Dwelling approvals face weakness: Matthew Hassan

Dwelling approvals face weakness: Matthew Hassan
Dwelling approvals face weakness: Matthew Hassan

EXPERT OBSERVER

Dwelling approvals came in below expectations with a 1.6% drop, weaker than both the consensus view of 0.0% and Westpac's view of a 2% gain. The fall comes after dwelling approvals surged in July by 12% from an 8yr low in June. Approvals are still tracking at subdued levels overall, with monthly approvals still down 14.6% vs December 2019.

The July result represented a catch-up, as approvals delayed by the initial nation wide lock-down were eventually processed by city councils. This raised the risk of an unwinding leading into August results.

Westpac's forecast noted uncertainty over varied COVID effects, with Victoria moving into a 'second wave' lockdown but other states continuing to re-open. Additionally, we saw support for approvals from the Federal government's HomeBuilder scheme – a stimulus programme that provides $25k grants to eligible owner-occupiers buying a new home (or renovating an existing home). The HIA reported a sharp jump in new home sales through June - August (+60% for the three months combined compared to the three months to May).

Private detached house approvals were supported by the scheme, posting a 4.8% increase which marked a 12.4% improvement on year.

The 11.1% fall in private unit approvals led the decline in August, with 'high rise' approvals down 11%, and 'low rise' unit approvals down 12%. This fall partially offset a 23% rise in July, with significant month-on-month volatility expected due to the bundling of unit approvals.

Across the states, NSW approvals continued a volatile trend, posting a decrease of 14.2% in August after approval delays contributed to a 32% increase in July. Tas (-26.2%) and SA (-4.8%) also declined. Gains were particularly strong in WA (+33.8%) and QLD (+8.1%), though broadly across the states approvals compared to a year ago.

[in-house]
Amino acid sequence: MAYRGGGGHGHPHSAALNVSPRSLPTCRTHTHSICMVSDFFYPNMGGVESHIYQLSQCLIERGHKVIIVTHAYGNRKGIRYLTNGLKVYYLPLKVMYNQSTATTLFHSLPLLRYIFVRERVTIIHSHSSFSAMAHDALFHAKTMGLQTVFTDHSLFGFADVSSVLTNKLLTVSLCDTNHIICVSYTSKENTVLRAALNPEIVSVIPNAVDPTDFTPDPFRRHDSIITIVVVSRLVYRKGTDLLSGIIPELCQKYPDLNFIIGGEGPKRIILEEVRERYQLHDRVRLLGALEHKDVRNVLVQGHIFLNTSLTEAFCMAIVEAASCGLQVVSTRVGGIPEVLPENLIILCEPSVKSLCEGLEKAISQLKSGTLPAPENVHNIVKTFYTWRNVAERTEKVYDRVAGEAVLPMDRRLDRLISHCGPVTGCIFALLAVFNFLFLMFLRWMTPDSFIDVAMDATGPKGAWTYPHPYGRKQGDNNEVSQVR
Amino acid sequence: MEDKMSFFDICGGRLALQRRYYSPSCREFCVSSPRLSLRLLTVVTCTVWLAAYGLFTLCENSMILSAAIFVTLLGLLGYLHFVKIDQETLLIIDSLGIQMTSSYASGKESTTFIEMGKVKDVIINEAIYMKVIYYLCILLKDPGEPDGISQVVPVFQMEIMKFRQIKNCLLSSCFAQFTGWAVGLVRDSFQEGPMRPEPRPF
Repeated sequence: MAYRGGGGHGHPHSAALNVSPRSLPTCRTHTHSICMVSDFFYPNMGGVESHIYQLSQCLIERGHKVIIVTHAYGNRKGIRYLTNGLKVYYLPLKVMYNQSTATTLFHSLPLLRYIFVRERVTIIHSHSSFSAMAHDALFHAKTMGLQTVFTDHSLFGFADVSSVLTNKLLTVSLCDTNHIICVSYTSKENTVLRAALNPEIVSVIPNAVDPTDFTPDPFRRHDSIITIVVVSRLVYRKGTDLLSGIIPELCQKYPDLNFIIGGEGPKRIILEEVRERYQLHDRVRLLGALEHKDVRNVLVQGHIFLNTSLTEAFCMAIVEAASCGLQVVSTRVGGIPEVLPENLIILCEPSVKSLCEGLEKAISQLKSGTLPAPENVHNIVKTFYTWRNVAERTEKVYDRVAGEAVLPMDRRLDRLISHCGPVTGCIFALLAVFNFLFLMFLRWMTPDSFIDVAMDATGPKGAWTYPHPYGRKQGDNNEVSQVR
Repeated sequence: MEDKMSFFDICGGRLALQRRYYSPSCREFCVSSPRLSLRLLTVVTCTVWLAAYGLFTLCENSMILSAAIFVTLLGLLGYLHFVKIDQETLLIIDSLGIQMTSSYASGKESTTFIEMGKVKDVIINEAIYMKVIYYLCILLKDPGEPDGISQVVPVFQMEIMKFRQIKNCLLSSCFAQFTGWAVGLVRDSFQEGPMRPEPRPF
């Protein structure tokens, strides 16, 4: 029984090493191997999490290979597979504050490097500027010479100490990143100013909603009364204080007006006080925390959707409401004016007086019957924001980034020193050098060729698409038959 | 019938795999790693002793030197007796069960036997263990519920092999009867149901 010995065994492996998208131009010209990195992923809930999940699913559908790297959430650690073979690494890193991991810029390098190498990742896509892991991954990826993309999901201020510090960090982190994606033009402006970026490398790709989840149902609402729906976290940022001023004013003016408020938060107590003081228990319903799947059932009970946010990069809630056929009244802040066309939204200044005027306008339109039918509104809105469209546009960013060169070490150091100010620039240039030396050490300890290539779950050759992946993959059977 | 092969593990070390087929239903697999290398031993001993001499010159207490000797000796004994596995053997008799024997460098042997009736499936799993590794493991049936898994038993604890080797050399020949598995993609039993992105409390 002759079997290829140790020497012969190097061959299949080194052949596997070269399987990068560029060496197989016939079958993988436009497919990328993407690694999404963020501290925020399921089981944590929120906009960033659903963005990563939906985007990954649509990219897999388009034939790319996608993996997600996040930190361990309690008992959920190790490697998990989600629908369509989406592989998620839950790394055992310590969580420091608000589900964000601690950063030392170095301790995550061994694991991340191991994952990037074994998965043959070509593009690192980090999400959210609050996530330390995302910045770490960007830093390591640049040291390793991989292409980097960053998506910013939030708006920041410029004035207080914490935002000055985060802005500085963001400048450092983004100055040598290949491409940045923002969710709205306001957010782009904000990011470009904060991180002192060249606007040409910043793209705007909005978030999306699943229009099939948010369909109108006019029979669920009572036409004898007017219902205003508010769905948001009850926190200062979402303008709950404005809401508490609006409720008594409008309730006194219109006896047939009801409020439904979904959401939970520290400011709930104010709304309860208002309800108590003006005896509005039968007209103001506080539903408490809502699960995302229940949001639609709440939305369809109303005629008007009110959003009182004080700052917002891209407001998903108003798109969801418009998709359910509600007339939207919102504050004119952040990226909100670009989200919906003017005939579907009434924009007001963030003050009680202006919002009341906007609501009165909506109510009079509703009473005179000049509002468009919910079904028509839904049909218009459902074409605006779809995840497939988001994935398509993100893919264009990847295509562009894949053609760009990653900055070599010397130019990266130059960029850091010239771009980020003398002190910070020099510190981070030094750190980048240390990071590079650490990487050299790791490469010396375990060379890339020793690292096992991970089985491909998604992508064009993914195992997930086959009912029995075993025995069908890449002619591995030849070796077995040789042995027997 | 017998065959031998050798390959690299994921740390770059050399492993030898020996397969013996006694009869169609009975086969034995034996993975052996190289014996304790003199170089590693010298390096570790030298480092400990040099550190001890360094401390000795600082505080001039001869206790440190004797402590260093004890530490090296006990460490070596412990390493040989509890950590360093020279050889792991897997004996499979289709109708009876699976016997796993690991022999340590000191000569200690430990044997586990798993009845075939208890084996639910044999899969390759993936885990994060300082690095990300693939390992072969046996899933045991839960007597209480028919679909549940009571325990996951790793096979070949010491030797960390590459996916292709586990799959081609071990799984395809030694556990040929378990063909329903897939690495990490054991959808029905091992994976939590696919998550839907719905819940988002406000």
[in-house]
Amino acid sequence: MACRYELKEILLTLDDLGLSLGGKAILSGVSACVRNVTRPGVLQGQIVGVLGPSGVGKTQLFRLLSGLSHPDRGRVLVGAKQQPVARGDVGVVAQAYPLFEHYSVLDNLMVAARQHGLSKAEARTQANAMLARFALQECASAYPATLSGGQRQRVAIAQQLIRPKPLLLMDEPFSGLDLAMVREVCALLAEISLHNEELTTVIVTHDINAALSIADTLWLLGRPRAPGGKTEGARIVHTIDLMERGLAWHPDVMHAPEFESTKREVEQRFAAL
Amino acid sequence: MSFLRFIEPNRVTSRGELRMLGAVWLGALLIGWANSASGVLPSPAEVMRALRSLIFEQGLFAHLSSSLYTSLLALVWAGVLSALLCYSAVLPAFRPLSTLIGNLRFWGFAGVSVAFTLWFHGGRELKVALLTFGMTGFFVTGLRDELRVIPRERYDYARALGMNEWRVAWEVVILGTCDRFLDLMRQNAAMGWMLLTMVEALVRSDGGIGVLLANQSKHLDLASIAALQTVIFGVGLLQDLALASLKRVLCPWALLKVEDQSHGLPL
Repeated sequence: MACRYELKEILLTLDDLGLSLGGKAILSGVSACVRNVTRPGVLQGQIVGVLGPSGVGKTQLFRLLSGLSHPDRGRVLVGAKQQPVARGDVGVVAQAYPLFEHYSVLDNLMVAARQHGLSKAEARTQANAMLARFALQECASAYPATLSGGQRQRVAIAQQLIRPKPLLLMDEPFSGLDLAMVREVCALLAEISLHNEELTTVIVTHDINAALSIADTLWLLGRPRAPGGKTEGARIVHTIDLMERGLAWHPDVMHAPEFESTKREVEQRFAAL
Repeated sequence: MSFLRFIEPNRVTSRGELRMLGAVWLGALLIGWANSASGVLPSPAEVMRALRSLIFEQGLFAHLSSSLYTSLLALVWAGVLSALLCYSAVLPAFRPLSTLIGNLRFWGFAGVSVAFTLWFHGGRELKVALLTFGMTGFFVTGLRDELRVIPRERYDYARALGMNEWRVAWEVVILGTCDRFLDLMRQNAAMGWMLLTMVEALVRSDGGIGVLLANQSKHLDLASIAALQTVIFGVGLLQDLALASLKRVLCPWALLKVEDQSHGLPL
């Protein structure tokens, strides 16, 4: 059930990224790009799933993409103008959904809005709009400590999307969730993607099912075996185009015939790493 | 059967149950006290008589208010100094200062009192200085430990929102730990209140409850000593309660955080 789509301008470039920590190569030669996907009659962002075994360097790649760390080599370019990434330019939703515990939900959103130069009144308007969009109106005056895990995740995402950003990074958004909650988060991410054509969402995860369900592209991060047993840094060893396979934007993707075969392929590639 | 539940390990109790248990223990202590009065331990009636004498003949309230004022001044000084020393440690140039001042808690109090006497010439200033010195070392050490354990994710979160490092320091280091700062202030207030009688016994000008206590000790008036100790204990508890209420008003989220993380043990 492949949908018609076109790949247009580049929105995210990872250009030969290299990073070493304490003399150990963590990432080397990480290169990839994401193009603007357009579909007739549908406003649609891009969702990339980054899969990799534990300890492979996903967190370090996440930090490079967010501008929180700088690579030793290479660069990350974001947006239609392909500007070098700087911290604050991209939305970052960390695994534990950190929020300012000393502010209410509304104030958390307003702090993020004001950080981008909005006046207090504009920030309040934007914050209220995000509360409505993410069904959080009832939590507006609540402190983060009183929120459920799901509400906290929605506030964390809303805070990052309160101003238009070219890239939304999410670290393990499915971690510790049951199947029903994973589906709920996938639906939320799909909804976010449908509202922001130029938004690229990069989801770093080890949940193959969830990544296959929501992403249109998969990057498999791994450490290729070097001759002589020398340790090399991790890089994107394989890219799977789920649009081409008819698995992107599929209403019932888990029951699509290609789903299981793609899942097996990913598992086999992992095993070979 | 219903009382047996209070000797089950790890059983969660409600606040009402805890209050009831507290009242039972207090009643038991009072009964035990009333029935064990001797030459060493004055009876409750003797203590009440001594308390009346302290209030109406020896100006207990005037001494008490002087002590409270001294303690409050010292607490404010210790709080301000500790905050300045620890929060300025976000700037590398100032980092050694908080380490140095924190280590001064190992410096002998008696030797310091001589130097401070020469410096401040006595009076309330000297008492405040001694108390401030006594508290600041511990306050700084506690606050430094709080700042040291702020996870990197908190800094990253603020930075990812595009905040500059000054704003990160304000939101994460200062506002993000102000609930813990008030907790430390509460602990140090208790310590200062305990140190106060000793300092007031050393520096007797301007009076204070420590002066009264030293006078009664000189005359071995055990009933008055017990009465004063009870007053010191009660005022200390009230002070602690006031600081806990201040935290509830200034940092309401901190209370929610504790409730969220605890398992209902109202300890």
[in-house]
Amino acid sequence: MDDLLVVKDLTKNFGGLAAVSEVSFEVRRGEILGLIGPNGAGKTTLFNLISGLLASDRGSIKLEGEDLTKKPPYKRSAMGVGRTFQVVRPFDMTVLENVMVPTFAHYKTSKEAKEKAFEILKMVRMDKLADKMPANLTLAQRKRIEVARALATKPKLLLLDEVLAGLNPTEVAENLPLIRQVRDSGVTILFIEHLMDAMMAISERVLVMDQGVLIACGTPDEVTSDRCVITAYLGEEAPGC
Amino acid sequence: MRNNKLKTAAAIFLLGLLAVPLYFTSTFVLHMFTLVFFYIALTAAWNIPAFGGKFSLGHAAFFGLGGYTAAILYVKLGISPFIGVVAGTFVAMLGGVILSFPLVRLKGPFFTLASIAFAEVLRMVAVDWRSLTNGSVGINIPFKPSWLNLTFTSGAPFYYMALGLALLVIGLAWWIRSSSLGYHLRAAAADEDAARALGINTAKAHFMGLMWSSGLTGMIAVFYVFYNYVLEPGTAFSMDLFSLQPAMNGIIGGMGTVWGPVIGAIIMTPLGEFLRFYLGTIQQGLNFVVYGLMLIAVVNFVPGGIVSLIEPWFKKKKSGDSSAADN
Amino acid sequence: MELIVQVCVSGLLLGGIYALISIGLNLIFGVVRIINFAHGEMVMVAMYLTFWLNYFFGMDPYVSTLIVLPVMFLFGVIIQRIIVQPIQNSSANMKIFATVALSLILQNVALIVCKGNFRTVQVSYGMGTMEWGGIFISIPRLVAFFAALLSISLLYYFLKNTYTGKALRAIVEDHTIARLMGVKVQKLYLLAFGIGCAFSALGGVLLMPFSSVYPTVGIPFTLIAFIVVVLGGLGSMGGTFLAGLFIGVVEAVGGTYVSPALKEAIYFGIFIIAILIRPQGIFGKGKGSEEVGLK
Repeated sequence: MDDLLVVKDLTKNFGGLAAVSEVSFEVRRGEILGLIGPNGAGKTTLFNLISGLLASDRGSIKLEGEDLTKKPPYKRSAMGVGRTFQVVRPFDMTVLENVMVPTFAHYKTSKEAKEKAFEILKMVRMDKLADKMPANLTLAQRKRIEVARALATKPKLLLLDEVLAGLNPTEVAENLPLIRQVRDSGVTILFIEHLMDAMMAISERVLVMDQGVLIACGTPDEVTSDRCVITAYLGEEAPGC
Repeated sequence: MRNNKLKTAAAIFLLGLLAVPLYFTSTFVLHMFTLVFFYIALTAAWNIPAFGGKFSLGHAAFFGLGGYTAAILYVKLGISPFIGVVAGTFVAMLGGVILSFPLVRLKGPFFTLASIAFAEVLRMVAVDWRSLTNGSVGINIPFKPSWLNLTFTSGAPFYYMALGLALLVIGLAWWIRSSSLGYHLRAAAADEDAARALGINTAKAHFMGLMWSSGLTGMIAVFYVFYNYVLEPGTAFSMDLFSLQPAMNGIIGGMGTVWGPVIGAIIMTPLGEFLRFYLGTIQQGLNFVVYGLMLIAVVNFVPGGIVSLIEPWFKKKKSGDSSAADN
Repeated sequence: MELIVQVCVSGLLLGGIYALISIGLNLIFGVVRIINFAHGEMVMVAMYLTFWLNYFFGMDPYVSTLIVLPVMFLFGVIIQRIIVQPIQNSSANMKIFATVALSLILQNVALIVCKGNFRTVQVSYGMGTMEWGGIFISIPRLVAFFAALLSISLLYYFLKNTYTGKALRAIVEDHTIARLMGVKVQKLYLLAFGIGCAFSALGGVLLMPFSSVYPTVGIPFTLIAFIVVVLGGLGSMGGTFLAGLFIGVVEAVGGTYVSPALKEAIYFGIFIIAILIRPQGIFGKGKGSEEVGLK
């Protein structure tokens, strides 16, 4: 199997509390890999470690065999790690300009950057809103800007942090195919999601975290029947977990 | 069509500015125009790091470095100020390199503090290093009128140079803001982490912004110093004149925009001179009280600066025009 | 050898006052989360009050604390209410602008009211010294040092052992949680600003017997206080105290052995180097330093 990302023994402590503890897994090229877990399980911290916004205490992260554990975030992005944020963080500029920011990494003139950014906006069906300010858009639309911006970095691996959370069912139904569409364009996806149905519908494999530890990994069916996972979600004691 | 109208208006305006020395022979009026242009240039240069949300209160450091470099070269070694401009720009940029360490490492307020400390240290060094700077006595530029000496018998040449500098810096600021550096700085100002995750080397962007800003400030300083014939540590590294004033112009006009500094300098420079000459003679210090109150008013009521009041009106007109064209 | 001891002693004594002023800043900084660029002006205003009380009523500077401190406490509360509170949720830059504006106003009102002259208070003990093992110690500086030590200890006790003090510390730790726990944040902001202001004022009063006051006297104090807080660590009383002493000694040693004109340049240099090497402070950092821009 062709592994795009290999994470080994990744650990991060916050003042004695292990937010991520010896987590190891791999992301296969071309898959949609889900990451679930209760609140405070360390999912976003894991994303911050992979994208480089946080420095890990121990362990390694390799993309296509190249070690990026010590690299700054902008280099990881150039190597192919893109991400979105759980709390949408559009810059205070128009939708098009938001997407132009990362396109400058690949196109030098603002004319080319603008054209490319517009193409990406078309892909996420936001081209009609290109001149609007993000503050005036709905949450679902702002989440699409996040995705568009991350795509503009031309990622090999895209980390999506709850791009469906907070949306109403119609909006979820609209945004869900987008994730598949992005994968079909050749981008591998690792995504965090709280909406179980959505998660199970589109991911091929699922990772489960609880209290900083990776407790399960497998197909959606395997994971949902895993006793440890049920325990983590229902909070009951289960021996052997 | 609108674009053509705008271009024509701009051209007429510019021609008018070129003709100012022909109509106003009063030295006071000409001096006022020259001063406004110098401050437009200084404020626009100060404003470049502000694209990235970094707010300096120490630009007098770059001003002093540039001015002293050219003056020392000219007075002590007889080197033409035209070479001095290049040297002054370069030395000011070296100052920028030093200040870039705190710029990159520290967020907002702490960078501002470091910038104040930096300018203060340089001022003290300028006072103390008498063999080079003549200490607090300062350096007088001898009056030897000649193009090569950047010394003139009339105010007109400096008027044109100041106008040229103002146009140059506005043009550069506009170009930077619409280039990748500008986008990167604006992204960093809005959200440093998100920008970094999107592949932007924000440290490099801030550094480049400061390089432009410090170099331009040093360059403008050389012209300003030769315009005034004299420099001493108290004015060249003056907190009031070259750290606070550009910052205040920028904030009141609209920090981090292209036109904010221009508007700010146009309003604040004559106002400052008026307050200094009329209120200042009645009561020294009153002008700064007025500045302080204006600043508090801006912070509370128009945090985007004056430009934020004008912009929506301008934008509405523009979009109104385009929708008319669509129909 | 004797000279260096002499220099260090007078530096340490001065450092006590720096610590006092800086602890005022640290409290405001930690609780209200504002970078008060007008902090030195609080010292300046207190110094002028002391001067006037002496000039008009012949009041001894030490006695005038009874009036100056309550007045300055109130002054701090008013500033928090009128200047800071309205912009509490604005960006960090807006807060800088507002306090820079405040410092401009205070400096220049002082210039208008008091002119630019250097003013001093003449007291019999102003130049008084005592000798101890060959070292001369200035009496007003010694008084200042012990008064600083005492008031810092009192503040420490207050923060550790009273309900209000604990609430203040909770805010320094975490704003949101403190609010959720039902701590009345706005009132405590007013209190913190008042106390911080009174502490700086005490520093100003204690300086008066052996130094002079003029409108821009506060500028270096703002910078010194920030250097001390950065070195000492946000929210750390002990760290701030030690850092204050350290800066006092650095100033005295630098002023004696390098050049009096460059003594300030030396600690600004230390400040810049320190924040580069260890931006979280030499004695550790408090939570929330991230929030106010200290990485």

As we expected, the impacts of the Vic lockdown beginning early August were not reflected in this release. The state posted a moderate increase of 1.8% due to the time lag, though impacts will surely be seen in coming months.

The value of alterations and additions to residential buildings reported a strong result of a 7% increase, the highest level recorded since April 2016. This segment is seeing support as the 'work from home' trend continues, and workers change their discretionary spending habits.

Large public projects in QLD and NT boosted the value of non residential building approvals by 40.7% in August. However, big double-digit swings in recent months continue to make discerning an underlying trend difficult.

In the near-term, there is the potential for another round of weakness - albeit concentrated in Victoria (which accounts for 35% of national approvals), which has been hit by the second lock-down. Other headwinds will challenge housing approvals into 2021, notable is the sharp slowing of population growth as net overseas migration plummets due to the closure of our international border.

MATTHEW HASSAN is a Senior economist at Westpac

Tags: 
Housing Approvals Dwelling Approvals

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